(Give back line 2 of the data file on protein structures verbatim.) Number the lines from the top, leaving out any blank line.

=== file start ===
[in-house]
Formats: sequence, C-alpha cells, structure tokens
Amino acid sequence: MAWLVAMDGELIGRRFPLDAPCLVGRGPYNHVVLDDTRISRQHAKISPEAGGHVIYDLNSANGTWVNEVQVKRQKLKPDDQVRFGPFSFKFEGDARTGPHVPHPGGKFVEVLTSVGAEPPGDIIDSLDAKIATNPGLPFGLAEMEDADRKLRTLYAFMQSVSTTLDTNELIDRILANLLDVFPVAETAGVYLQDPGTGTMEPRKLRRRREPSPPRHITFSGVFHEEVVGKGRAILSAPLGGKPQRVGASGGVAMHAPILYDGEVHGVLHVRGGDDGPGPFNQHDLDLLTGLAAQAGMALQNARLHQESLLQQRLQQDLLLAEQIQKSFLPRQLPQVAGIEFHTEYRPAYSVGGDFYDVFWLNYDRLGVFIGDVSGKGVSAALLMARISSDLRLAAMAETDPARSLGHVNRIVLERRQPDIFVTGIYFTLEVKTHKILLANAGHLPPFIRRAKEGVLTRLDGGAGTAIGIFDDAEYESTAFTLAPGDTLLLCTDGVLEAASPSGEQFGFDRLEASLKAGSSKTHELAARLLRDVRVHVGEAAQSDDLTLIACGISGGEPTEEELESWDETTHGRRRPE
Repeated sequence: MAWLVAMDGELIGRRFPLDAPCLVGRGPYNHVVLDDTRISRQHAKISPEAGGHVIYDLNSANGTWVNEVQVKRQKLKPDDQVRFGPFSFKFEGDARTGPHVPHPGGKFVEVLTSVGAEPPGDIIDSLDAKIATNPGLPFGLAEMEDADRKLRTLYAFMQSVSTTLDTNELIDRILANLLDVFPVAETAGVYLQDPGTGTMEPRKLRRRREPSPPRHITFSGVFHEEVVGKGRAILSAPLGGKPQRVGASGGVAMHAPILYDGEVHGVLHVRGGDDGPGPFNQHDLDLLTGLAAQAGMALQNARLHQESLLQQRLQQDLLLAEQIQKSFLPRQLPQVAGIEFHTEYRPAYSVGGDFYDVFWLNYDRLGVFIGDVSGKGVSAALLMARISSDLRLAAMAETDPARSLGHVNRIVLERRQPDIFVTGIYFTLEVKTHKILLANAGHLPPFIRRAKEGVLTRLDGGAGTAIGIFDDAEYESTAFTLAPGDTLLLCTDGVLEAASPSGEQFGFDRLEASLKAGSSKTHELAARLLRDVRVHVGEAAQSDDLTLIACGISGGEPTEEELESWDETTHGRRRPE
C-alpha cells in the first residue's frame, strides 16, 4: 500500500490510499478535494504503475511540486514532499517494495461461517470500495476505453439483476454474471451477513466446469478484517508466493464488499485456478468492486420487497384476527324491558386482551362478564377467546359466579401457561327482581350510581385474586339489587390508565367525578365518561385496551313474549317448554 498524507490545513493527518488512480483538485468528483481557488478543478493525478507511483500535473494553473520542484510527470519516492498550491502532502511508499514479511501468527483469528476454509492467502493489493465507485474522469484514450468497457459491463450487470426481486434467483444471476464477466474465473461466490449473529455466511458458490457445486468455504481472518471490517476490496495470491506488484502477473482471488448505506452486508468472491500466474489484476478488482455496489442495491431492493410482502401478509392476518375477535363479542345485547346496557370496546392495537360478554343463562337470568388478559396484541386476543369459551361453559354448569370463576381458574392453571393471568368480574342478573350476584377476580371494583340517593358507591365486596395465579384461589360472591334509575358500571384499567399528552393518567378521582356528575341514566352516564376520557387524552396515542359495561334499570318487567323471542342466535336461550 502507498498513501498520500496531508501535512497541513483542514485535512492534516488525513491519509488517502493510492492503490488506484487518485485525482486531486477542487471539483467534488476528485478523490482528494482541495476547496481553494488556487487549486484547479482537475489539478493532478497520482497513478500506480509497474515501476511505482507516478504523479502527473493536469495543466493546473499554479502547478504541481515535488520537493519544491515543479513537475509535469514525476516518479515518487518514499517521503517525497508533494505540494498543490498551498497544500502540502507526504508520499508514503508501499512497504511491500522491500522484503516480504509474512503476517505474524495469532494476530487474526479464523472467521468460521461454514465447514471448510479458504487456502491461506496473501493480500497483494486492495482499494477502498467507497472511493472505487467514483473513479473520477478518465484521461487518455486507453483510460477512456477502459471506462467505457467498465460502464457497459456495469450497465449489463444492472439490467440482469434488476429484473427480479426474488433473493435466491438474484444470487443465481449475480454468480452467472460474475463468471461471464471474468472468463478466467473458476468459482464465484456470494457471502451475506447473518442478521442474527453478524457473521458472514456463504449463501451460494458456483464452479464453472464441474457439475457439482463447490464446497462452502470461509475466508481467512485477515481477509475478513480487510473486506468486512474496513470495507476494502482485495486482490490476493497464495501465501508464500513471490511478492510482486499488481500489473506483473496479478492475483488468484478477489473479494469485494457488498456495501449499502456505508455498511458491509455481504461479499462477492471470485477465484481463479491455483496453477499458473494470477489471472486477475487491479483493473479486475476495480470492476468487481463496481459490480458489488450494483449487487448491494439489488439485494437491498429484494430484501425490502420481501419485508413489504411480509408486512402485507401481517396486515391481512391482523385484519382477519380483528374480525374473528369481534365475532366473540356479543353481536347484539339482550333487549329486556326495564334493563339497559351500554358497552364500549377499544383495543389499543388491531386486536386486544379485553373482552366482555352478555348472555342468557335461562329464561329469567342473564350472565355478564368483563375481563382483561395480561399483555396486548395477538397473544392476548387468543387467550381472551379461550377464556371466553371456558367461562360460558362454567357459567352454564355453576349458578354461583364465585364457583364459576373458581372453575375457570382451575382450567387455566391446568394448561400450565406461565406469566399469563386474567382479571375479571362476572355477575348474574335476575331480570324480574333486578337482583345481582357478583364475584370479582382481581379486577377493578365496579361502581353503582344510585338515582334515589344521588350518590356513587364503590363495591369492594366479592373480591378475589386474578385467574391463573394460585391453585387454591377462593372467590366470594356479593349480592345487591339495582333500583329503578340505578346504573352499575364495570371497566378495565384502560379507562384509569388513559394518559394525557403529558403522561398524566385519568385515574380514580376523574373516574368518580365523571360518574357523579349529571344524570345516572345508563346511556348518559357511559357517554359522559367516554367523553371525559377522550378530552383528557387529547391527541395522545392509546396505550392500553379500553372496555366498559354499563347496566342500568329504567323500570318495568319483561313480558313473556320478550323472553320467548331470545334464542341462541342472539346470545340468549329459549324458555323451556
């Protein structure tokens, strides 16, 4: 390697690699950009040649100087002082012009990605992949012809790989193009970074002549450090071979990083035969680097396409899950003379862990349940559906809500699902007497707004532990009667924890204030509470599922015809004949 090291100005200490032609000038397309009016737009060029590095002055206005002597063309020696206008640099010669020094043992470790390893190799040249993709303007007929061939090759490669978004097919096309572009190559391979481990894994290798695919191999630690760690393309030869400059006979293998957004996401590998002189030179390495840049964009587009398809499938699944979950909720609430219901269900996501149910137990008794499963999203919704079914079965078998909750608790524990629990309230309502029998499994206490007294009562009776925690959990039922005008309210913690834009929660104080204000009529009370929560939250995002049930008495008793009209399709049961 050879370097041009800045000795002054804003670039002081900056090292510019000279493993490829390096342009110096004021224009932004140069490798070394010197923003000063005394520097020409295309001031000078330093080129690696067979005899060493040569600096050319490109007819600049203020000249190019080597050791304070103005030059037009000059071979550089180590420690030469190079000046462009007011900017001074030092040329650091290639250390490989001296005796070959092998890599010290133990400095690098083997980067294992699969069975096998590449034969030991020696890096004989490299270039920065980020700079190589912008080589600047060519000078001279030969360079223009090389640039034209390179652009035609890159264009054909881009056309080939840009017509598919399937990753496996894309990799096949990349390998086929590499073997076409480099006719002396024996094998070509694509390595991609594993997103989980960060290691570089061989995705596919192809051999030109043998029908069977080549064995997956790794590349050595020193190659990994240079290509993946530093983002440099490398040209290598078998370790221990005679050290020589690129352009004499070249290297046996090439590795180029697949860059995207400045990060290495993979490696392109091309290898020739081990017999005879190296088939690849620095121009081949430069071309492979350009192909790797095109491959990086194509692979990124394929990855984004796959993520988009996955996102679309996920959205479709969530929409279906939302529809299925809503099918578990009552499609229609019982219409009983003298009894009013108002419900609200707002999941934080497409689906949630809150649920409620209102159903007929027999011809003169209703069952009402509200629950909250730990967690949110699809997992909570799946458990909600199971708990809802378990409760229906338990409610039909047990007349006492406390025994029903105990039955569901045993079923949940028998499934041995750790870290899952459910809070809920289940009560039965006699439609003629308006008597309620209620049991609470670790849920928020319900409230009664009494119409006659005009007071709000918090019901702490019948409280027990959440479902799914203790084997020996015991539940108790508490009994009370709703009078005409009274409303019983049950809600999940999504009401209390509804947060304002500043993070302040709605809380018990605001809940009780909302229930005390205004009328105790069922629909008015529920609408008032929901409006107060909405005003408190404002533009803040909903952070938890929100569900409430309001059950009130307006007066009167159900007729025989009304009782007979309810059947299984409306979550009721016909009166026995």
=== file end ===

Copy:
Formats: sequence, C-alpha cells, structure tokens